Since we launched the OKGrassroots Project four months ago, we’ve become familiar other groups that believe the precincts are key to restoring constitutional, representative government to America. In fact, we’ve drawn from, and been inspired by some of them.
So far, except in a few isolated places, no one has been able to get the project off the ground, or to keep it going when they do. The problem we’ve all been grappling with is how to make the precinct organizations meaningful enough for people to get involved, and stay involved. Most people are busy with jobs and families, and not looking for another meeting to attend.
The keys to success seem to be:
- developing and instilling an overall vision for the project;
- making the meetings meaningful, going beyond politics to developing community, linking participation into achieving the vision;
- developing a methodology that is easily replicable;
- developing a communications network for inter- and intra-precinct communications;
- getting a working model going;
- recruiting those already called to be a part of the solution into the process.
The monthly, non-partisan precinct assembly is the basic building block. The town meeting, where direct democracy among the people in the immediate area, is what made America great. It is from there that representative government arose. Preceding and during the American Revolution, Committees of Correspondence, operated in a similar fashion, with the overall vision of restoring the liberties that the Crown was rapidly eroding.
We envision vibrant precinct assemblies, operating in a town meeting format, communicating with each other and cooperating appropriately to the issues important to those communities. One precinct in isolation is about as effective as one hand clapping. Twenty precincts in a House District, or thirty in a Senate District or municipal ward, can accomplish wonders.
By providing a way for the people to apply pressure where it is needed, a sustainable liberty movement can develop. Informed citizens, who understand the issues in their immediate community and are willing to do something about it, can make a difference. They can hold a conversation about the principles of liberty, and how to apply them consistently to public policy. They can develop and elect good representatives and hold them accountable to their principles.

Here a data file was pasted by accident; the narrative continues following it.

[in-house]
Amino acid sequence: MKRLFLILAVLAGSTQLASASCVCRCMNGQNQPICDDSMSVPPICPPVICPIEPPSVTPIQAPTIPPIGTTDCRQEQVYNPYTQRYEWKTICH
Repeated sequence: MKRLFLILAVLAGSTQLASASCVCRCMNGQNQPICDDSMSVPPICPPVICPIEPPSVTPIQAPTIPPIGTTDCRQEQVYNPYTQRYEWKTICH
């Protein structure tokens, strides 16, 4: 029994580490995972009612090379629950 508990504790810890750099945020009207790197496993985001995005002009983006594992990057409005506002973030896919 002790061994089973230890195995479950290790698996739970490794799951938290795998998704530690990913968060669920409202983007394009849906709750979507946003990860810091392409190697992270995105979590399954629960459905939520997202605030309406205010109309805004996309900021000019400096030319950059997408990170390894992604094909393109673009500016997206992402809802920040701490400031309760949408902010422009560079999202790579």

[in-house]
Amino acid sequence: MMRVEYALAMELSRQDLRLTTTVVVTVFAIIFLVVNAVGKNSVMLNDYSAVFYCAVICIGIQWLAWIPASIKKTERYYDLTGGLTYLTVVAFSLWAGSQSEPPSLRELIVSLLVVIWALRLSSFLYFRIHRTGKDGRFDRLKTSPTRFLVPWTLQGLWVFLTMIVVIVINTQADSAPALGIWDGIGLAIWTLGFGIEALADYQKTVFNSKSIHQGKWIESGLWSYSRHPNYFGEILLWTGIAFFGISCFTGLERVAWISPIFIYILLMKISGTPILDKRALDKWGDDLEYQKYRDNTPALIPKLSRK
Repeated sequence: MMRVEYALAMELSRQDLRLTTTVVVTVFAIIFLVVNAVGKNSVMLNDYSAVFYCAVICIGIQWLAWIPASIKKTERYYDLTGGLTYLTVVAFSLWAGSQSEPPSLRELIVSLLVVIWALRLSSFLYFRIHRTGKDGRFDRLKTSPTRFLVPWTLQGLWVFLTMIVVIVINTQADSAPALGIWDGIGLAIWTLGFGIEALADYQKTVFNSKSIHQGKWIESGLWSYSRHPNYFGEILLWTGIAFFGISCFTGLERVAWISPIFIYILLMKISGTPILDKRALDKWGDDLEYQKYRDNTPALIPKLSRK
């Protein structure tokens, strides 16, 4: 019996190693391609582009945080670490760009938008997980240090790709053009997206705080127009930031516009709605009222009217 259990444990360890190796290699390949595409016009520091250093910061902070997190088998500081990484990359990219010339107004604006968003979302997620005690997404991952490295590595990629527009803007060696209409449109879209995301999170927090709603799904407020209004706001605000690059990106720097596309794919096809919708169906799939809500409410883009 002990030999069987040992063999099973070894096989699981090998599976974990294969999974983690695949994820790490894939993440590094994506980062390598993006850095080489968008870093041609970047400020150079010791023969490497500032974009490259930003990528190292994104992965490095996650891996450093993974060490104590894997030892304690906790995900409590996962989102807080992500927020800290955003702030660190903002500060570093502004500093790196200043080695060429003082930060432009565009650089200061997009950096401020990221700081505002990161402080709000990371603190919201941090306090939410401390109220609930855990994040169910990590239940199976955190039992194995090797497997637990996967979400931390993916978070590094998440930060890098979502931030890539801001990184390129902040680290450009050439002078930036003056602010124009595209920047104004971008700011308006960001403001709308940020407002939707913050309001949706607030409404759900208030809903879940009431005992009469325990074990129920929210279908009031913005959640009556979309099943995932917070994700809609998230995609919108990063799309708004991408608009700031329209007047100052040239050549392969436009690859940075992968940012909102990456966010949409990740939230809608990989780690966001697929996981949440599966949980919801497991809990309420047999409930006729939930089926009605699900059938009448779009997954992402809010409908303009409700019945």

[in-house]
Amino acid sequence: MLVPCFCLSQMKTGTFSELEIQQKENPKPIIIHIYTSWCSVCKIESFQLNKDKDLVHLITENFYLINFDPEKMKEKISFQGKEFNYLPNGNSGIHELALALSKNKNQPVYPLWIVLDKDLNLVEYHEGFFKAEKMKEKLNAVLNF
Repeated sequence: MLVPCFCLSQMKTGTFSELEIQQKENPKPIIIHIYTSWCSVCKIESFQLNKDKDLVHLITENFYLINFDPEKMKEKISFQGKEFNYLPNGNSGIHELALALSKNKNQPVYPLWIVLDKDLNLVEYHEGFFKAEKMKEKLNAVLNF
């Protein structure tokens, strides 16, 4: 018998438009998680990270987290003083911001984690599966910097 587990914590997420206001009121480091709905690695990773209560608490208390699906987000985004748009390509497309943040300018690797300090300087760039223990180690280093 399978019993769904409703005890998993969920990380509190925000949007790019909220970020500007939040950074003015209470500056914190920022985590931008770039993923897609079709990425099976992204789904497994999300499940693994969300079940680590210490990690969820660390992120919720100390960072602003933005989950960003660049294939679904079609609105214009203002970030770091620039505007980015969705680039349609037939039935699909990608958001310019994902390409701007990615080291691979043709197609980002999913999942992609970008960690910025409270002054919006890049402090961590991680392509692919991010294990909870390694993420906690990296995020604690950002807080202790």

The precinct assemblies need to go beyond political issues to community and neighborhood issues. After all, a precinct is only a neighborhood of neighborhoods. And life is certainly much more than politics. Modern American society has people so busy, and so disconnected, that it seems to be the norm that few people even know their next door neighbors well, much less the rest of the people in their immediate area. Yet there is a great need to community and neighborliness if we are to successfully navigate the many crises we face today.
Since project inception, we’ve had a chance to share the concept with a number of groups in Oklahoma and elsewhere. The reception has been very positive. People are hungry for a solution to problems that seem insurmountable. They are glad to have a plan with promise to help solve them.
With the political convention season winding down here in Oklahoma, we are laying plans for launching our first precinct assembly. We plan to use it as a model to see what works, and what doesn’t. We’re planning to live stream video so you can join the fun, if you can’t join in person. We hope you will join us and be thinking about how you can do the same thing in your own precinct, and encourage others in neighboring precincts to do the same.
Stay tuned for more details, and we hope to see you there!